We’ve reported widely on the experiences of chronic pain sufferers and the use of ketamine for fibromyalgia, CRPS, and other pain conditions. If you missed the reporting, you can read it here.
Now, a large-scale population analysis shows that ketamine also has a “reputation” as an antidepressant. Ketamine’s medical usage and reputation has largely been curtailed because it can also be a drug of abuse — the street drug known as “Special K.”
Ketamine is reputed as a treating depression. But, it hasn’t been tested in a large clinical trial to prove this – just small studies of fewer than 100 patients. Now, in the largest study of its kind, researchers at Skaggs School of Pharmacy and Pharmaceutical Sciences at University of California San Diego mined the FDA Adverse Event Reporting System (FAERS) database for depression symptoms in patients taking ketamine for pain. They found that depression was reported half as often among the more than 41,000 patients who took ketamine, as compared to patients who took any other drug or drug combination for pain.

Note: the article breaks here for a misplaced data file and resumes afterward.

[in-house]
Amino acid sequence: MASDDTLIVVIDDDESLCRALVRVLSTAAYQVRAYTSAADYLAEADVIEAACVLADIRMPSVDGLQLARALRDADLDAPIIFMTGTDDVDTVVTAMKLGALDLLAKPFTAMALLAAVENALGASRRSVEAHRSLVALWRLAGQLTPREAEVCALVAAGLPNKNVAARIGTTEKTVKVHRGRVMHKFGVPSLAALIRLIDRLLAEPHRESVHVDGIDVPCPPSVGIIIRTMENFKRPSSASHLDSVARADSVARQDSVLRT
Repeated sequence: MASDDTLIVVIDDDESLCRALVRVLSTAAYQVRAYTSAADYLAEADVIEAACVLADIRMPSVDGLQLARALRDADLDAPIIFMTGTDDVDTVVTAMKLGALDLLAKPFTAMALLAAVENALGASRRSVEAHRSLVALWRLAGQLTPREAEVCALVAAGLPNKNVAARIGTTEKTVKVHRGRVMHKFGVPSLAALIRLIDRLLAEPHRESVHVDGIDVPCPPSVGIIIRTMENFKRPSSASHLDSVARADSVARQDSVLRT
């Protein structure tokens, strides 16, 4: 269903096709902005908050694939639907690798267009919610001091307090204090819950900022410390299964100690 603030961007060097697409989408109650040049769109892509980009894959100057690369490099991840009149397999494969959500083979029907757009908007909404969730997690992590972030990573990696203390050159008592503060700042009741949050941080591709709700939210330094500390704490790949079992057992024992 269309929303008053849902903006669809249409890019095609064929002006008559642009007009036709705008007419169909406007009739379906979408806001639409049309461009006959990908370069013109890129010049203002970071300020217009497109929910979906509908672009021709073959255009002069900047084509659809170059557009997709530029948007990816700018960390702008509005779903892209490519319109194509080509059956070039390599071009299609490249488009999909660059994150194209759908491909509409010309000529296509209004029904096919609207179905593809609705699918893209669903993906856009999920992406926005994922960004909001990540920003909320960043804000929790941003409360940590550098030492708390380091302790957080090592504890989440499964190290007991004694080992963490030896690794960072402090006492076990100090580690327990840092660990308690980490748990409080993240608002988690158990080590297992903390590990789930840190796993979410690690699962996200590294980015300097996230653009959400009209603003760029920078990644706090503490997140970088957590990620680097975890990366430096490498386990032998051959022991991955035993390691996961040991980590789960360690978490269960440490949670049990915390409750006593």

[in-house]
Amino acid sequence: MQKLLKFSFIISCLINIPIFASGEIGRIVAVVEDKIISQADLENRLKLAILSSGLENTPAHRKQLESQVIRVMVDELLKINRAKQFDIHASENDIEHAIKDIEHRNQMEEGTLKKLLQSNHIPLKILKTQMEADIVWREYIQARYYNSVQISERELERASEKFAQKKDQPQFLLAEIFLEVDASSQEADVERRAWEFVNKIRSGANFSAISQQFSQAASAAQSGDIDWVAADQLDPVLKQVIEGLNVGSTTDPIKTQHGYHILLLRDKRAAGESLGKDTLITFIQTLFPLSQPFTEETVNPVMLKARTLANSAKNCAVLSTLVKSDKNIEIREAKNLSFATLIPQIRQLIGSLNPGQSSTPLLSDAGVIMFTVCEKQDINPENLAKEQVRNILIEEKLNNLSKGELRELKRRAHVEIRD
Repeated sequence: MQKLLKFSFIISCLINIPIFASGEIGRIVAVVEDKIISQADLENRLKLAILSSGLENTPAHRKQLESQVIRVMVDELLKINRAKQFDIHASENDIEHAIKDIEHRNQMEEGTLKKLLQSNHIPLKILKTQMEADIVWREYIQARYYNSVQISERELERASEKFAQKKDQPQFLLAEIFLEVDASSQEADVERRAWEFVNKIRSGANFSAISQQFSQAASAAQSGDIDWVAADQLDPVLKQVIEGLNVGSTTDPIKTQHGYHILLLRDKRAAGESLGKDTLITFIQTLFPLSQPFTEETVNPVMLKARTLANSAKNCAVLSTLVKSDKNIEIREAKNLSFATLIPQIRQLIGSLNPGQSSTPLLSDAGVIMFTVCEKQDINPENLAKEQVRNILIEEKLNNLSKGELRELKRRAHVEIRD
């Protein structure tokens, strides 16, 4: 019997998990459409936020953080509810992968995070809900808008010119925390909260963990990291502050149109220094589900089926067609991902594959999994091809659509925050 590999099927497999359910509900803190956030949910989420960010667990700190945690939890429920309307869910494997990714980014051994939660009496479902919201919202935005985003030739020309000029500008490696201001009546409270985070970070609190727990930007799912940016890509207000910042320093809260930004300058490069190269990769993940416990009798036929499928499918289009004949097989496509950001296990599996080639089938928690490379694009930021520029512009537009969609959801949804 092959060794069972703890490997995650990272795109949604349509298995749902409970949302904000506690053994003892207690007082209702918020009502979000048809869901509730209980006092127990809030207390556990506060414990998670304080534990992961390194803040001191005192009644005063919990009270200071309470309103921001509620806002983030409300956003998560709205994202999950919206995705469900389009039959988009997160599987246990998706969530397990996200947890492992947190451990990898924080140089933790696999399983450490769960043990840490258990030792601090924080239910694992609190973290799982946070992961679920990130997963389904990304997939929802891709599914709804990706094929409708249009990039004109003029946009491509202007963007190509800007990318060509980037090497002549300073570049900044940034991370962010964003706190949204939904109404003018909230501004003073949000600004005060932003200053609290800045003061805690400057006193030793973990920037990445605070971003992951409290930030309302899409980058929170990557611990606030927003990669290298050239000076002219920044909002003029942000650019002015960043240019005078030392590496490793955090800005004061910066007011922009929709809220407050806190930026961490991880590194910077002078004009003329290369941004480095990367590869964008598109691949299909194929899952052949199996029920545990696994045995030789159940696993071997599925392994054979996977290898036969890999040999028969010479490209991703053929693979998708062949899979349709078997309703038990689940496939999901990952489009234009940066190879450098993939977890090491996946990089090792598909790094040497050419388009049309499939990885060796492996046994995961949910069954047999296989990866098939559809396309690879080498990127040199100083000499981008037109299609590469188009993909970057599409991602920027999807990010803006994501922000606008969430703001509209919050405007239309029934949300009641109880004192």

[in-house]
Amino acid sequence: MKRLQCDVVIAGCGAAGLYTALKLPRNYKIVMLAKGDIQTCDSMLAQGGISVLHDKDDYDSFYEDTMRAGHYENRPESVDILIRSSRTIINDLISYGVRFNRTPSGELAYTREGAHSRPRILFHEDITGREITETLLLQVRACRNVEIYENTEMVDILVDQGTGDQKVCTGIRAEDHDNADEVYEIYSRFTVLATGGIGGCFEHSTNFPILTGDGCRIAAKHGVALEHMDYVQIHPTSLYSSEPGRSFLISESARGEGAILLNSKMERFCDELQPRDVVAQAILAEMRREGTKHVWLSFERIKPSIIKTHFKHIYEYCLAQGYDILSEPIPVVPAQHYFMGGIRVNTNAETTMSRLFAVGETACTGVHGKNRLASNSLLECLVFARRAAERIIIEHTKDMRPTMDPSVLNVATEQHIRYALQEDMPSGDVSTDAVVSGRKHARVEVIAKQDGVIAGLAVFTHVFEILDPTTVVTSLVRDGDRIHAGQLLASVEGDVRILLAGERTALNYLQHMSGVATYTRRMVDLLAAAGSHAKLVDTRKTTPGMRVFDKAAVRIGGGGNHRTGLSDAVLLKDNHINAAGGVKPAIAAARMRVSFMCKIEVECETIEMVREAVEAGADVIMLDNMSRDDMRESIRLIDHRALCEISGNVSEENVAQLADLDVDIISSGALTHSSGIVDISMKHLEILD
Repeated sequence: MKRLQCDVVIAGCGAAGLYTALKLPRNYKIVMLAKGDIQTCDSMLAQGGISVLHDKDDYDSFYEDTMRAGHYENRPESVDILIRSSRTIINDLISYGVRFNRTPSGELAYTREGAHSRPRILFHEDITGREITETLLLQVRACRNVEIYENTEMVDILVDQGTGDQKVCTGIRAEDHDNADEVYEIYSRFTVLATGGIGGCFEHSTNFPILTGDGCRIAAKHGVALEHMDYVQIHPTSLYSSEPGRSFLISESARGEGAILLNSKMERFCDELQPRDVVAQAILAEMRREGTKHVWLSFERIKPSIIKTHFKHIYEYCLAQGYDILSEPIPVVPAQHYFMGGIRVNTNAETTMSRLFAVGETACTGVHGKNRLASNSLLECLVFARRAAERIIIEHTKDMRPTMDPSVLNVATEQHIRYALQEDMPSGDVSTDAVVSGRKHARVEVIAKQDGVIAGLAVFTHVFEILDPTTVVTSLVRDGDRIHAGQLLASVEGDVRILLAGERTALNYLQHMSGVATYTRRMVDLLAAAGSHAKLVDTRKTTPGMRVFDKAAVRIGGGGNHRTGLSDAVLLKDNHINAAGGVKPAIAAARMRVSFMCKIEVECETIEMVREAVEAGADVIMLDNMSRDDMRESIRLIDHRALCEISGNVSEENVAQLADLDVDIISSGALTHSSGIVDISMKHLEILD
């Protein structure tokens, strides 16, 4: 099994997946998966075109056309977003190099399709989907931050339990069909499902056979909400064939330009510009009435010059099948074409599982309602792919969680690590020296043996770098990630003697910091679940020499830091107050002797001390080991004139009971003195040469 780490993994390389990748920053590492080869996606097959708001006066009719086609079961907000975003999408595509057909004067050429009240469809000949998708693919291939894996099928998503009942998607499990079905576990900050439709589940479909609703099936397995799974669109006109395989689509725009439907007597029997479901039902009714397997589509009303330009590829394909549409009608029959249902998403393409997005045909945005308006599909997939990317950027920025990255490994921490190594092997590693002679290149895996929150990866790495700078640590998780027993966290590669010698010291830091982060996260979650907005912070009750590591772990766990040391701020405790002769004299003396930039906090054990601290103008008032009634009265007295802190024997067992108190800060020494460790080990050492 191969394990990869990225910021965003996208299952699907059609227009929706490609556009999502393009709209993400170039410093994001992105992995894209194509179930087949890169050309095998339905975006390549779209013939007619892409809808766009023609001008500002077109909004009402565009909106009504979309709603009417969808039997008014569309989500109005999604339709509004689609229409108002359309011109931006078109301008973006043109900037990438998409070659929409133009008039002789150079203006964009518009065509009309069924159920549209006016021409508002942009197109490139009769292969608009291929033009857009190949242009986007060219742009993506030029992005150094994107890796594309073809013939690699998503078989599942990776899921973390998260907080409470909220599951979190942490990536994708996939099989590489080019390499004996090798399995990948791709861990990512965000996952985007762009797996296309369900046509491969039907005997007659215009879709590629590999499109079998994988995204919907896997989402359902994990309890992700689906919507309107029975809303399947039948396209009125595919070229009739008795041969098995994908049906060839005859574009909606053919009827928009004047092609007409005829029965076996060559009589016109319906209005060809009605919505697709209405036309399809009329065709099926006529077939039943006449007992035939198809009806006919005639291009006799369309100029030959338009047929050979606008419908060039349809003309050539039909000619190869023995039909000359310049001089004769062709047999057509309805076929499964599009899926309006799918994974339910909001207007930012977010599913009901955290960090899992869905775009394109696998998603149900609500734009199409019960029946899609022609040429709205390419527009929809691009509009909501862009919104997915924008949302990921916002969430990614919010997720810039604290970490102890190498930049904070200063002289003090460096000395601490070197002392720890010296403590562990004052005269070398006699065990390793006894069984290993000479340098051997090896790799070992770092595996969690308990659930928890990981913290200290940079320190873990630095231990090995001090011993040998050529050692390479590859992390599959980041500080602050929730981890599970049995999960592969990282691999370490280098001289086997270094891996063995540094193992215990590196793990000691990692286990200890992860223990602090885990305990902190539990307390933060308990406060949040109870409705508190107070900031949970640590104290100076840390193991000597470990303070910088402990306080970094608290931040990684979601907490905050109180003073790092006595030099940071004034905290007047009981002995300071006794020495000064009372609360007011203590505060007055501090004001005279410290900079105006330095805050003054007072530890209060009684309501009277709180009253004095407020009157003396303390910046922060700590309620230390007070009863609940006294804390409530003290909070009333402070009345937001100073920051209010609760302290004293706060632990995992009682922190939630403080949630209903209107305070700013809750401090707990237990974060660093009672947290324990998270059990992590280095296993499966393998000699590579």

Their study was published in Scientific Reports.
“Current FDA-approved treatments for depression fail for millions of people because they don’t work or don’t work fast enough,” said senior author Ruben Abagyan, PhD, Professor of Pharmacy. “This study extends small-scale clinical evidence that ketamine can be used to alleviate depression, and provides needed solid statistical support for wider clinical applications and possibly larger scale clinical trials.”
The FAERS database they analyzed contains more than 8 million patient records. For the 41,000 of these that used ketamine, they applied a mathematical algorithm to look for statistically significant differences in reported depression symptoms for each patient.
“While most researchers and regulators monitor the FAERS database for increased incidences of symptoms in order to spot potentially harmful drug side effects, we were looking for the opposite — lack of a symptom,” Cohen said.
They found a 50 percent decrease in the incidence of depression symptoms in those who took ketamine compare to those who took any other drug combination for pain. Those who took ketamine reported less pain as compared to patients who received other pain medications.
The research noted that it is possible that another factor common to patients taking ketamine was driving the antidepressant effect, such as the fact that ketamine also relieves pain. That’s why they compared ketamine patients with patients taking other pain medications. That control group eliminated the possibility that people who take ketamine have less depression because they have less pain. Abagyan says it’s still possible, though unlikely, the effect could be due to a still unidentified confounding factor.